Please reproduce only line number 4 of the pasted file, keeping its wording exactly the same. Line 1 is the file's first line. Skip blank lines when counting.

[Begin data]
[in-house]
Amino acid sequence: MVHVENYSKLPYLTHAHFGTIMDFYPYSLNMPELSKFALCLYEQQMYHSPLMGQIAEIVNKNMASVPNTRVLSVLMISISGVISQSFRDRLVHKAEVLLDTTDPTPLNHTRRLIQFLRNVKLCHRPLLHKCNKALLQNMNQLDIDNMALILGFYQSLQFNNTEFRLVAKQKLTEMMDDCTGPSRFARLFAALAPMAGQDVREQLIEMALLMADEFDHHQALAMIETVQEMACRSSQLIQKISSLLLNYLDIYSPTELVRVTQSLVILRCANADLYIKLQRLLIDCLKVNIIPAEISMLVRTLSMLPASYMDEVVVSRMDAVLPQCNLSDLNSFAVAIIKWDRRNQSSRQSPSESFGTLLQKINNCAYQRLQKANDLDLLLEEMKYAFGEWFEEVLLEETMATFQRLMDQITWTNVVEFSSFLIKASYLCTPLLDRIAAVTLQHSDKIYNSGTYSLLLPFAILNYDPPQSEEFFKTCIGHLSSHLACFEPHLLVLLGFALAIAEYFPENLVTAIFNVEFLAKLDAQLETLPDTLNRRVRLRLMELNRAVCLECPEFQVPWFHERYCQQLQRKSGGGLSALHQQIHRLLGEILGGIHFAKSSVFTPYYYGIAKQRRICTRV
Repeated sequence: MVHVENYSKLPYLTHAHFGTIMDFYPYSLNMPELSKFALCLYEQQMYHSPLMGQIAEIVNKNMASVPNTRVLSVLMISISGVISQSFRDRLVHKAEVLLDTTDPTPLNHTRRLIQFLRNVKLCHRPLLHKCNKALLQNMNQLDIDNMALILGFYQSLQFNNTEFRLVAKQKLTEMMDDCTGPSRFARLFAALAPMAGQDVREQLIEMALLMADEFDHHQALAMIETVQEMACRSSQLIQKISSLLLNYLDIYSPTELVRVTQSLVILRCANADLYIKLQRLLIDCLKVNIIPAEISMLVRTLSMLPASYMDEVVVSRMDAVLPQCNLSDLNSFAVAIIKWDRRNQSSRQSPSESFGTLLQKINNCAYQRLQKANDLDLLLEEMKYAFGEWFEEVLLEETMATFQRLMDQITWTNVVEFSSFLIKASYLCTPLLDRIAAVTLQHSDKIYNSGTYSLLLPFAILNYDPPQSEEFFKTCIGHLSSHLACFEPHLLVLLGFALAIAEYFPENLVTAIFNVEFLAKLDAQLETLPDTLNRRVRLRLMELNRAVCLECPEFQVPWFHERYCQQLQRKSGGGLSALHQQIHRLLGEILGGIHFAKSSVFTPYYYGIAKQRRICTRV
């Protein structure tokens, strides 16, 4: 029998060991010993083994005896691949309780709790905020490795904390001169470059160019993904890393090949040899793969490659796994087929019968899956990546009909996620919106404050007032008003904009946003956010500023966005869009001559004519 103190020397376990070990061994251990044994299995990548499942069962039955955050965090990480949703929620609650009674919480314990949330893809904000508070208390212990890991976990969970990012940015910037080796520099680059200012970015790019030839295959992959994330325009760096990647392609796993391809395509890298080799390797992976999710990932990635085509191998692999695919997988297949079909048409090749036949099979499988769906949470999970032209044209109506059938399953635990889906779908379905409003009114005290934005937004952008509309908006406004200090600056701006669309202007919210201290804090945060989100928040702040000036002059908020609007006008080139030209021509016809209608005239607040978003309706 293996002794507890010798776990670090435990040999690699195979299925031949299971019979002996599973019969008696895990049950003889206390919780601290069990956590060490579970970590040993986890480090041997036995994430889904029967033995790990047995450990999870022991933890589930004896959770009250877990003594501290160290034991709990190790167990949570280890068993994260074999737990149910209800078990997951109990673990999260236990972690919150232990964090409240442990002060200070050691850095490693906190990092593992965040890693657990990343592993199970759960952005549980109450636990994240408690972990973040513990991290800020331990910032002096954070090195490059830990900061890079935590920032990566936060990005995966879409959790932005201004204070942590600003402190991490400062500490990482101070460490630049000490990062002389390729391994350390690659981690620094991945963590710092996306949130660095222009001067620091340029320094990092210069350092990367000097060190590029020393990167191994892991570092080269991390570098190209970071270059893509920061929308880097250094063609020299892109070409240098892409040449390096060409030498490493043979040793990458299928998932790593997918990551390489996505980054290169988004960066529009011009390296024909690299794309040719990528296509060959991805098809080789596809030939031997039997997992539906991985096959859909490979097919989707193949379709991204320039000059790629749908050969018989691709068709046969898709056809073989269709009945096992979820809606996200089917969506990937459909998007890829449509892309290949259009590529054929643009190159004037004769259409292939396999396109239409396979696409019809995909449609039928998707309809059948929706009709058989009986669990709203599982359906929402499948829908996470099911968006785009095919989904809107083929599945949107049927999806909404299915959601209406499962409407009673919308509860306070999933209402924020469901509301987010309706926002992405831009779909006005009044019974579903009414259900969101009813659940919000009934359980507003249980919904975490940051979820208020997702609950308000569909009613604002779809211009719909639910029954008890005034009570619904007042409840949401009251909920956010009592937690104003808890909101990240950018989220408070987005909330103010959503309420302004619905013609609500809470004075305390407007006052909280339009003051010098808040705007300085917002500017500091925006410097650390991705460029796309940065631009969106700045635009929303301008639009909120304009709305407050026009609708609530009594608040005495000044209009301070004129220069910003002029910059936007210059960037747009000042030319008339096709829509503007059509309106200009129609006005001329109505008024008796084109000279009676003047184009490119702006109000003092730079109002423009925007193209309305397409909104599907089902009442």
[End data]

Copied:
């Protein structure tokens, strides 16, 4: 029998060991010993083994005896691949309780709790905020490795904390001169470059160019993904890393090949040899793969490659796994087929019968899956990546009909996620919106404050007032008003904009946003956010500023966005869009001559004519 103190020397376990070990061994251990044994299995990548499942069962039955955050965090990480949703929620609650009674919480314990949330893809904000508070208390212990890991976990969970990012940015910037080796520099680059200012970015790019030839295959992959994330325009760096990647392609796993391809395509890298080799390797992976999710990932990635085509191998692999695919997988297949079909048409090749036949099979499988769906949470999970032209044209109506059938399953635990889906779908379905409003009114005290934005937004952008509309908006406004200090600056701006669309202007919210201290804090945060989100928040702040000036002059908020609007006008080139030209021509016809209608005239607040978003309706 293996002794507890010798776990670090435990040999690699195979299925031949299971019979002996599973019969008696895990049950003889206390919780601290069990956590060490579970970590040993986890480090041997036995994430889904029967033995790990047995450990999870022991933890589930004896959770009250877990003594501290160290034991709990190790167990949570280890068993994260074999737990149910209800078990997951109990673990999260236990972690919150232990964090409240442990002060200070050691850095490693906190990092593992965040890693657990990343592993199970759960952005549980109450636990994240408690972990973040513990991290800020331990910032002096954070090195490059830990900061890079935590920032990566936060990005995966879409959790932005201004204070942590600003402190991490400062500490990482101070460490630049000490990062002389390729391994350390690659981690620094991945963590710092996306949130660095222009001067620091340029320094990092210069350092990367000097060190590029020393990167191994892991570092080269991390570098190209970071270059893509920061929308880097250094063609020299892109070409240098892409040449390096060409030498490493043979040793990458299928998932790593997918990551390489996505980054290169988004960066529009011009390296024909690299794309040719990528296509060959991805098809080789596809030939031997039997997992539906991985096959859909490979097919989707193949379709991204320039000059790629749908050969018989691709068709046969898709056809073989269709009945096992979820809606996200089917969506990937459909998007890829449509892309290949259009590529054929643009190159004037004769259409292939396999396109239409396979696409019809995909449609039928998707309809059948929706009709058989009986669990709203599982359906929402499948829908996470099911968006785009095919989904809107083929599945949107049927999806909404299915959601209406499962409407009673919308509860306070999933209402924020469901509301987010309706926002992405831009779909006005009044019974579903009414259900969101009813659940919000009934359980507003249980919904975490940051979820208020997702609950308000569909009613604002779809211009719909639910029954008890005034009570619904007042409840949401009251909920956010009592937690104003808890909101990240950018989220408070987005909330103010959503309420302004619905013609609500809470004075305390407007006052909280339009003051010098808040705007300085917002500017500091925006410097650390991705460029796309940065631009969106700045635009929303301008639009909120304009709305407050026009609708609530009594608040005495000044209009301070004129220069910003002029910059936007210059960037747009000042030319008339096709829509503007059509309106200009129609006005001329109505008024008796084109000279009676003047184009490119702006109000003092730079109002423009925007193209309305397409909104599907089902009442």